September 13, 1994
Hon. Robert C. Oaks
Member of the Assembly
Room 543 Legislative Office Bldg.
Albany, NY 12248
The staff of the Committee on Open Government is authorized to issue advisory opinions. The ensuing staff advisory opinion is based solely upon the information presented in your correspondence.
Dear Assemblyman Oaks:
I have received your letter of September 1, which reached this office on September 7.
According to your letter and the correspondence attached to it, during a meeting of a public library board of trustees, a "preliminary set of by laws" was distributed to board members. Although copies of other records were made available to your constituent at the beginning of the meeting, her request for the preliminary by-laws was denied. She has asked whether the refusal to provide a copy of the preliminary by-laws at the meeting "was a violation of the Freedom of Information Law", and you have sought my opinion on the matter.
In this regard, I offer the following comments.
First, although tangential to your inquiry, I point out that the Open Meetings Law clearly provides the public with the right "to observe the performance of public officials and attend and listen to the deliberations and decisions that go into the making of public policy" (see Open Meetings Law, §100). However, the Law is silent with respect to of public participation. Consequently, by means of example, if a public body does not want to answer questions or permit the public to speak or otherwise participate at its meetings, I do not believe that it would be obliged to do so. On the other hand, a public body may choose to answer questions and permit public participation, and many do so. When a public body does permit the public to participate, I believe that it should do so based upon reasonable rules that treat members of the public equally.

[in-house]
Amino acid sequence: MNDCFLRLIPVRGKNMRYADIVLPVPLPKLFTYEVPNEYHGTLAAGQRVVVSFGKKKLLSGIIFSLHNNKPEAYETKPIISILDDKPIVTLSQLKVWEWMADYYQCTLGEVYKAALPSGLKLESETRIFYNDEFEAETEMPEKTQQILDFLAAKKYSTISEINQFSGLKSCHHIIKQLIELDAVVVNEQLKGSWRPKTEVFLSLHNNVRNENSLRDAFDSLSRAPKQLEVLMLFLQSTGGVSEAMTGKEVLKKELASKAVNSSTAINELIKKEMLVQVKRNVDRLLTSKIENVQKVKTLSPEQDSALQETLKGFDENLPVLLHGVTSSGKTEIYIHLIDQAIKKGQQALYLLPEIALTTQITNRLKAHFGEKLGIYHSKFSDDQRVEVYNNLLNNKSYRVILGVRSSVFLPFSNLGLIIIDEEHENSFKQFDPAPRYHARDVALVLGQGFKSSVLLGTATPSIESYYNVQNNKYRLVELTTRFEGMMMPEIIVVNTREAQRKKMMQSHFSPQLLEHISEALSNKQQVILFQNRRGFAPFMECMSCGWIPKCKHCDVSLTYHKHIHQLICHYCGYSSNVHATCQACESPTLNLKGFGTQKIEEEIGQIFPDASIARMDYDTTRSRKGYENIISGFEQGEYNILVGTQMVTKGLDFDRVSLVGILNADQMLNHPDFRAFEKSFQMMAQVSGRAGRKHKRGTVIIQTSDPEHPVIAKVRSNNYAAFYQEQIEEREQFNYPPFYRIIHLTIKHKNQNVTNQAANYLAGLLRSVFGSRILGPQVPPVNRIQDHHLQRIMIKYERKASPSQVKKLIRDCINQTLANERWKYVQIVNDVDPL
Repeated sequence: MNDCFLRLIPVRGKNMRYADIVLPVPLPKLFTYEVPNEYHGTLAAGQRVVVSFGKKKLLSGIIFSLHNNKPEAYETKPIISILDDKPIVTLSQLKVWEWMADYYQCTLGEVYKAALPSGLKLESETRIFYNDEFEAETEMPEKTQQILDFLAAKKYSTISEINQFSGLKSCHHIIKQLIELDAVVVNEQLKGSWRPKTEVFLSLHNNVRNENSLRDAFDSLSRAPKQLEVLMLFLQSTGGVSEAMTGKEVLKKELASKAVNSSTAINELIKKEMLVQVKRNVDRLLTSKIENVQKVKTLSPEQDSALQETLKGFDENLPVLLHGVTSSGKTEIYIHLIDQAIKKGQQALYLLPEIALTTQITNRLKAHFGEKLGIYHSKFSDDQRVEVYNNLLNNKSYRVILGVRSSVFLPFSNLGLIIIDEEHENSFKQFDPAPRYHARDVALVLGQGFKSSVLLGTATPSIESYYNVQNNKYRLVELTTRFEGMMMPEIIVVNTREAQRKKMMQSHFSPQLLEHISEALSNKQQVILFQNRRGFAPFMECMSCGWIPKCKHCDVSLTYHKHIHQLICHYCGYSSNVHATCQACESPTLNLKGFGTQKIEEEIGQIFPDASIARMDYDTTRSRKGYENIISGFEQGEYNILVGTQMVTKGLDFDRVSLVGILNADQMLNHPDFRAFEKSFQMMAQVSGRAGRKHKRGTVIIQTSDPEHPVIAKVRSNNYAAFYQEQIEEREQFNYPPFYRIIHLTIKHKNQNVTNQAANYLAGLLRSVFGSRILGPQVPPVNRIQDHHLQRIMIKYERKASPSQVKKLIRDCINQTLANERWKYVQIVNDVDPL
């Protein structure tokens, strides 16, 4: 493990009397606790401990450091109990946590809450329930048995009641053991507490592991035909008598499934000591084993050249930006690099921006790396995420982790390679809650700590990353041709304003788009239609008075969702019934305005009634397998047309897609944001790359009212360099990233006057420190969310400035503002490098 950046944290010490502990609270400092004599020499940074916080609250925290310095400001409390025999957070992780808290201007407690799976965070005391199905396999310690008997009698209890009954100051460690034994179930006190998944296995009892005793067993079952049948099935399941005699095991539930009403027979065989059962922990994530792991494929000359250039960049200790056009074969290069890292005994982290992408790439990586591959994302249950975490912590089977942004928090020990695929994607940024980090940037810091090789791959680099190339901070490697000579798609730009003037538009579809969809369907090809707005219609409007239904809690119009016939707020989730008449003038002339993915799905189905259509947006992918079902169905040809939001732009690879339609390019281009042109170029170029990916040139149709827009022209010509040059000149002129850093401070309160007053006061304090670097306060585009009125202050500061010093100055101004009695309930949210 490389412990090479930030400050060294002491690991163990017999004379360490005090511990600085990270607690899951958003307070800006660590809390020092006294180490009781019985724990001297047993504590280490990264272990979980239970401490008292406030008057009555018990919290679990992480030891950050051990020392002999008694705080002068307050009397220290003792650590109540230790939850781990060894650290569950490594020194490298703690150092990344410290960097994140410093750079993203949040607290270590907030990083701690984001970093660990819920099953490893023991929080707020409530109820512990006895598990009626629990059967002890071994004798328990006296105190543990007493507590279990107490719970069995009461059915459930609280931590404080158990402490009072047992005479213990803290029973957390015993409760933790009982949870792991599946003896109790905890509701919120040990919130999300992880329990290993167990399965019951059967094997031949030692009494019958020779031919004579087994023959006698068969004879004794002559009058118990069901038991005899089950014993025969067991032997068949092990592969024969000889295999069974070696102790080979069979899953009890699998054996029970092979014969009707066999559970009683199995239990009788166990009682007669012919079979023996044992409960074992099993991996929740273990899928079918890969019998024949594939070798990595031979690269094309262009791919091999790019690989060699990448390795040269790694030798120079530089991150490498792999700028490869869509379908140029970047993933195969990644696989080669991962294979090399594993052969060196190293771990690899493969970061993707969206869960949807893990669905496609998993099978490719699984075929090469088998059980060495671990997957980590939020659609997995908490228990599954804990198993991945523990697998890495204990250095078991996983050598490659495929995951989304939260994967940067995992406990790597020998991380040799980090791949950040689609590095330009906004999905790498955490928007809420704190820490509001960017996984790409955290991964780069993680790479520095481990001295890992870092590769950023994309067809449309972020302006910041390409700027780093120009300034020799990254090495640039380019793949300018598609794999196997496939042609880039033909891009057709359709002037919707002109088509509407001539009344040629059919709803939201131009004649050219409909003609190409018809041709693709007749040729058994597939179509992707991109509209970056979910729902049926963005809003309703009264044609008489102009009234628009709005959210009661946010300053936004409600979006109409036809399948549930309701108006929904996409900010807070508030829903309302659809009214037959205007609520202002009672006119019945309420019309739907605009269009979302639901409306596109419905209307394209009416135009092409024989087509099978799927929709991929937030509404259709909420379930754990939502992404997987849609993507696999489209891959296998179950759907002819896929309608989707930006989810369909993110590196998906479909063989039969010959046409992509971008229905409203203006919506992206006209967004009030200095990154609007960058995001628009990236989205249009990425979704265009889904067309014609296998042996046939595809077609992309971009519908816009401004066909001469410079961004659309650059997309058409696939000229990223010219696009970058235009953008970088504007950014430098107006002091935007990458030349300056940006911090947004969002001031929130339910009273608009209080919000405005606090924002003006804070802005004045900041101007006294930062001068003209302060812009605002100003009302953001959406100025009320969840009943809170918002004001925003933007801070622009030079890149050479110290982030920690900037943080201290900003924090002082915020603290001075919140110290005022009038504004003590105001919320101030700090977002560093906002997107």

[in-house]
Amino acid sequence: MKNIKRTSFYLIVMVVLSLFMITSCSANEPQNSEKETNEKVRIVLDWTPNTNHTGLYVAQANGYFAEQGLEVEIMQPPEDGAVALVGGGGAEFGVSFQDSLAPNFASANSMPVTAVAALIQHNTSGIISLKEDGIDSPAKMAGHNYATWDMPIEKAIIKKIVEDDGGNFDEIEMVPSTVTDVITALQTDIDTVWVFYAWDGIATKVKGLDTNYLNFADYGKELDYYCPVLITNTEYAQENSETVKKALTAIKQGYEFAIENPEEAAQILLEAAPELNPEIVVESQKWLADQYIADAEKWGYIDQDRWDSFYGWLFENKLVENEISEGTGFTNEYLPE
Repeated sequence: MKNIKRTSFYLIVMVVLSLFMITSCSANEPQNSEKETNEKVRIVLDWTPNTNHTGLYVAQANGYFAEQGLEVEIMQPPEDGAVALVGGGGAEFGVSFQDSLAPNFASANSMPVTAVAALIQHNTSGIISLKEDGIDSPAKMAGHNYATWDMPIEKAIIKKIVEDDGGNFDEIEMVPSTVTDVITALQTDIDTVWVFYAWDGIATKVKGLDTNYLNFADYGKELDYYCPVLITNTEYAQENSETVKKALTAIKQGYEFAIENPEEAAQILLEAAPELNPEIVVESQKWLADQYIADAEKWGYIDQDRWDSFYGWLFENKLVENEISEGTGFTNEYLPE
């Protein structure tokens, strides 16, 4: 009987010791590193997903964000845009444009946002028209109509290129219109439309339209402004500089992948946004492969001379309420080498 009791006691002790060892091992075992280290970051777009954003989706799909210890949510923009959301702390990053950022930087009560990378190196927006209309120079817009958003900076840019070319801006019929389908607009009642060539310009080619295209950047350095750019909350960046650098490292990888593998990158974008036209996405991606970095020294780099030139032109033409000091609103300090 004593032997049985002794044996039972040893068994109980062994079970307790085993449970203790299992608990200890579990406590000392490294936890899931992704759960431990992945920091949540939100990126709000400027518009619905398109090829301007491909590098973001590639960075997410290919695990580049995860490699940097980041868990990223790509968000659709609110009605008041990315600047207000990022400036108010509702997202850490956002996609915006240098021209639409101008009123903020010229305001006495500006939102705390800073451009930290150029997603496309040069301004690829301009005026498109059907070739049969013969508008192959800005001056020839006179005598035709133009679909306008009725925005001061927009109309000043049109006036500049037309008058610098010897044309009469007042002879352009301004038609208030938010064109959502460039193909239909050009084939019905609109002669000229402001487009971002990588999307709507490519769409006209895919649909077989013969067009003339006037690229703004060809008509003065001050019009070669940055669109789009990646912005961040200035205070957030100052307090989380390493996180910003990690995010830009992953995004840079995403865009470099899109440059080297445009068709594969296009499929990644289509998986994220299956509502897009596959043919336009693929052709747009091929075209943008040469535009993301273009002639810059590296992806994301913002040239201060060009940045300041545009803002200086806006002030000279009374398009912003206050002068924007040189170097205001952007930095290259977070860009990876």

Second, although an agency may respond to an oral request made under the Freedom of Information Law, §89(3) of that statute authorizes an agency to require that a request be made in writing. Further, while a board may choose to furnish information or records during a meeting, it may require that a request be made in accordance with its rules and regulations adopted under the Freedom of Information Law.
By way of background, §89(1)(b)(iii) of the Freedom of Information Law requires the Committee on Open Government to promulgate regulations concerning the procedural implementation of the Law (see 21 NYCRR Part 1401). In turn, §87(1) requires the governing body of a public corporation, i.e., a board of trustees, to adopt rules and regulations consistent with the Law and the Committee's regulations.
Section 1401.2 of the regulations, provides in relevant part that: